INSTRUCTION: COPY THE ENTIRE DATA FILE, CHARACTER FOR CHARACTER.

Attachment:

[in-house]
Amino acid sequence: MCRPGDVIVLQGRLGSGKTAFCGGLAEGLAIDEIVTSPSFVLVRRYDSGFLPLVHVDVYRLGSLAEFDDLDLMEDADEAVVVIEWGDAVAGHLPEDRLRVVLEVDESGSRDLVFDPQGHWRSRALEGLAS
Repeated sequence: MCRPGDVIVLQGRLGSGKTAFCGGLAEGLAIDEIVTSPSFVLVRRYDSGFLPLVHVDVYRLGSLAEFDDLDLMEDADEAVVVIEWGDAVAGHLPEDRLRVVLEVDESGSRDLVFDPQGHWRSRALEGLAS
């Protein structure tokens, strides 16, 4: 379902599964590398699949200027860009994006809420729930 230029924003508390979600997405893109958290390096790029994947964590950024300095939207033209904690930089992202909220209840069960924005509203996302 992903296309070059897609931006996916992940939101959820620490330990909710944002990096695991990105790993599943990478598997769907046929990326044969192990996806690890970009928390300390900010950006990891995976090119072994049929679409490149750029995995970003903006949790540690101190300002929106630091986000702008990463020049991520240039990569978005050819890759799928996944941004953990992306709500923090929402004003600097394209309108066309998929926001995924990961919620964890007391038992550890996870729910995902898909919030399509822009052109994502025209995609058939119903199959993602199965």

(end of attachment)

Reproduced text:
[in-house]
Amino acid sequence: MCRPGDVIVLQGRLGSGKTAFCGGLAEGLAIDEIVTSPSFVLVRRYDSGFLPLVHVDVYRLGSLAEFDDLDLMEDADEAVVVIEWGDAVAGHLPEDRLRVVLEVDESGSRDLVFDPQGHWRSRALEGLAS
Repeated sequence: MCRPGDVIVLQGRLGSGKTAFCGGLAEGLAIDEIVTSPSFVLVRRYDSGFLPLVHVDVYRLGSLAEFDDLDLMEDADEAVVVIEWGDAVAGHLPEDRLRVVLEVDESGSRDLVFDPQGHWRSRALEGLAS
């Protein structure tokens, strides 16, 4: 379902599964590398699949200027860009994006809420729930 230029924003508390979600997405893109958290390096790029994947964590950024300095939207033209904690930089992202909220209840069960924005509203996302 992903296309070059897609931006996916992940939101959820620490330990909710944002990096695991990105790993599943990478598997769907046929990326044969192990996806690890970009928390300390900010950006990891995976090119072994049929679409490149750029995995970003903006949790540690101190300002929106630091986000702008990463020049991520240039990569978005050819890759799928996944941004953990992306709500923090929402004003600097394209309108066309998929926001995924990961919620964890007391038992550890996870729910995902898909919030399509822009052109994502025209995609058939119903199959993602199965």